In comparison, President George W. Bush invaded Iraq in part because Saddam Hussein tried to assassinate his dad 12 years earlier. It was Bush’s nonsensical inclusion of North Korea in his “axis of evil [6]” that scuttled the last real attempt [7] at nuclear diplomacy with Pyongyang. Bush provocatively demanded regime [8] change, a string of actions that led directly to the North going nuclear in 2003. Bush also found time to refer to North Korea’s previous leader, Kim Jong-il, as a pygmy [9].

President Obama started new American wars in Syria, Libya, and Yemen, re-entered the Iraq war, and surged in Afghanistan. He held weekly meetings where he decided which human beings across the globe would be snuffed out by drones, claiming [10] “I’m really good at killing people.” With one failed exception [11], Obama avoided substantive negotiations with Pyongyang, while warning [8] that the United States “will not hesitate to use our military might” against the North.

And yet the current commander-in-chief is the one most likely to start a war? So far he’s the only recent president who hasn’t.

With the exception of the Trump element, all the factors that will prevent war in 2017 have been preventing war in Korea for decades. There is nothing in the record, recent or historical, that supports the idea that Trump (or Kim) will one morning wake up for cocoa, push a button, and start World War III. It’s a rough, messy, incomplete version of peace, but we’ll learn to live with it.

Peter Van Buren, a 24-year State Department veteran, is the author of We Meant Well [12]: How I Helped Lose the Battle for the Hearts and Minds of the Iraqi People and Hooper’s War [13]: A Novel of WWII Japan. Views expressed here do not represent those of the Department of State. Follow him on Twitter @WeMeantWell.

21 Comments (Open | Close)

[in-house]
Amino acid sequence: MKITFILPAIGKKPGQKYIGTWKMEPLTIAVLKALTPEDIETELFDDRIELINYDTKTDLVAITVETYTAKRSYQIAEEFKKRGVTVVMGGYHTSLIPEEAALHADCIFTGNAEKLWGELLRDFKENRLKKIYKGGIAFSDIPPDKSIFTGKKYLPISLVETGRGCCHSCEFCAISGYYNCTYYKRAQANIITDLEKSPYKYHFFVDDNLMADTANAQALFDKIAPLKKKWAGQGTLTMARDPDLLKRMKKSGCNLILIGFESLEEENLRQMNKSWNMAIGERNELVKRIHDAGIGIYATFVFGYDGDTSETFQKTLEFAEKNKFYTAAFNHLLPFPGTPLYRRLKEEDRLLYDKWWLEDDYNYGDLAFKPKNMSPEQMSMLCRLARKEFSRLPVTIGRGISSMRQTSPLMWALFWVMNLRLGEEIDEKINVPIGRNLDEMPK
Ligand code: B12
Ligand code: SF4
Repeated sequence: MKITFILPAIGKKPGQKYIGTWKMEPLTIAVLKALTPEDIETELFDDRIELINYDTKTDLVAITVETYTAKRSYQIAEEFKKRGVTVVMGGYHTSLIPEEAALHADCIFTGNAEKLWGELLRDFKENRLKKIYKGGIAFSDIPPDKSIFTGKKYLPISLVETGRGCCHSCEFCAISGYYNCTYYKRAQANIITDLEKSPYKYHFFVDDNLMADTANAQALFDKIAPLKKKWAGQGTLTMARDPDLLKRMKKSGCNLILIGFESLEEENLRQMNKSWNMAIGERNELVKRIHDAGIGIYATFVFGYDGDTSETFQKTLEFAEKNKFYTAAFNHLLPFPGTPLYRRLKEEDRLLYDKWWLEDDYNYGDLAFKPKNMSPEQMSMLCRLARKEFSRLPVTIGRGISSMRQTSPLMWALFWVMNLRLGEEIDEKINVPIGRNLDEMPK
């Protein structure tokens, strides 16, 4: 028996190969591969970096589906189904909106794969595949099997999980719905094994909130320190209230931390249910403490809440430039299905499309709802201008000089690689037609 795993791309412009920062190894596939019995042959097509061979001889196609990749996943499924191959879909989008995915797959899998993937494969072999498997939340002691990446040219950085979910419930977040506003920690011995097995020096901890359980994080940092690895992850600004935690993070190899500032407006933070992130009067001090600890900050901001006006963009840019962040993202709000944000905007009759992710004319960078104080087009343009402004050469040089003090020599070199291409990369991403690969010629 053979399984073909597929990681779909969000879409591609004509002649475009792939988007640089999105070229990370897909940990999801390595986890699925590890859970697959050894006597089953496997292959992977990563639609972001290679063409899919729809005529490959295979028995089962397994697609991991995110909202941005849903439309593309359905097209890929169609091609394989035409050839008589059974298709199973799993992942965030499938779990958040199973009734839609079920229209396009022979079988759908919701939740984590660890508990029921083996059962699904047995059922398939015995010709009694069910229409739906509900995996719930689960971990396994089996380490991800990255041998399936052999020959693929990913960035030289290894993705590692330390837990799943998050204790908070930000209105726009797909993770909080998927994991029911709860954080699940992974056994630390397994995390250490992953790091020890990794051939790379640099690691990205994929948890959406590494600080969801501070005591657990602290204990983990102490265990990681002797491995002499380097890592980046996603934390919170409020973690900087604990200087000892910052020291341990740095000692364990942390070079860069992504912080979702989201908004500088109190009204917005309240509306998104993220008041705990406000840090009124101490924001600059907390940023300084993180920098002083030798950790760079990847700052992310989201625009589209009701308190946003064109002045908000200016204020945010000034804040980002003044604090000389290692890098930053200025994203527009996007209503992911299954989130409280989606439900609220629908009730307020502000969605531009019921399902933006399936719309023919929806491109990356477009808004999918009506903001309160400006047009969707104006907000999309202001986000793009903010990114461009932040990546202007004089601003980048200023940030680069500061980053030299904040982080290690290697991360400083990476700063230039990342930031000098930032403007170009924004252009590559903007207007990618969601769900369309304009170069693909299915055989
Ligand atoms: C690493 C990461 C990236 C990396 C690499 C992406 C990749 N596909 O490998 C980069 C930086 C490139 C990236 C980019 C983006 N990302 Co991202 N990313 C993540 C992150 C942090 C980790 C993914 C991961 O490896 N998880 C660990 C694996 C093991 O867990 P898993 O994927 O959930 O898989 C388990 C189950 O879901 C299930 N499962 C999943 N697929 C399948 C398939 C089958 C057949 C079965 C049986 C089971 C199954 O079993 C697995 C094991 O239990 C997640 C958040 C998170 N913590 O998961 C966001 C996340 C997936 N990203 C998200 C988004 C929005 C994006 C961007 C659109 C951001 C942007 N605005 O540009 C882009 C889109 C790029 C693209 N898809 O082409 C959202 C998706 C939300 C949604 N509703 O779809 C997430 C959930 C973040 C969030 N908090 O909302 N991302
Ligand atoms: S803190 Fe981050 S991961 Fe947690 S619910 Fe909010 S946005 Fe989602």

21 Comments To "Trump and Kim Madmen? Not So Fast"

#1 Comment By William Dalton On October 16, 2017 @ 12:36 am

I am full agreement with the author’s assessment of the danger posed by Kim and his North Korean regime. I am also in agreement with his assessment of the difficulties created for America by Presidents George W. Bush and Obama. The argument that Trump has not done anything “irrational”, and therefore cannot be said to pose the danger of a madman in office, took a severe blow on Friday, however. I don’t know whether this article, dated the 16th, was in fact written and sent to the publisher before Trump’s formal press briefing on the 13th, but the decision not to recertify that Iran is complying with last year’s nuclear deal, and invite Congress to scuttle it, is as irrational an action, and perhaps as consequential, as any taken by an American President – on a par, I would say, with George W. Bush’s insistence that Saddam Hussein harbored weapons of mass destruction, and that it mattered to U.S. national security whether he did. Bush, at least, did not have his entire staff of security officials telling him that those assessments were wrong. From all we have heard in the press and media that is precisely the message Trump has received from Generals Mattis and Kelley and Secretary Tillerson and all their subordinates. So how can Trump’s action we considered anything but the behavior of a madman – particularly in relation to North Korea, with whom if there was ever a hope of reaching an agreement respecting their nuclear weapons and the security of the Korean peninsula and its neighbors, that hope is now scuttled by the confirmation that we have a President who won’t live up to our country’s agreements even when everyone else does.

Trump, who continues to insist that he will not tolerate North Korea to have nuclear weapons is clearly not going to win that argument, no matter how much he blusters. He has painted himself into a corner in which he cannot emerge without appearing as the loser, tracking paint behind him from the soles of his feet, or start a war that will likely provoke the hostile use of nuclear weapons which the world has feared but never experienced for nearly three quarters of a century.

Yes, with Trump in the White House, this may easily qualify as “A Mad, Mad, Mad, Mad World”.

#2 Comment By Whine Merchant On October 16, 2017 @ 3:04 am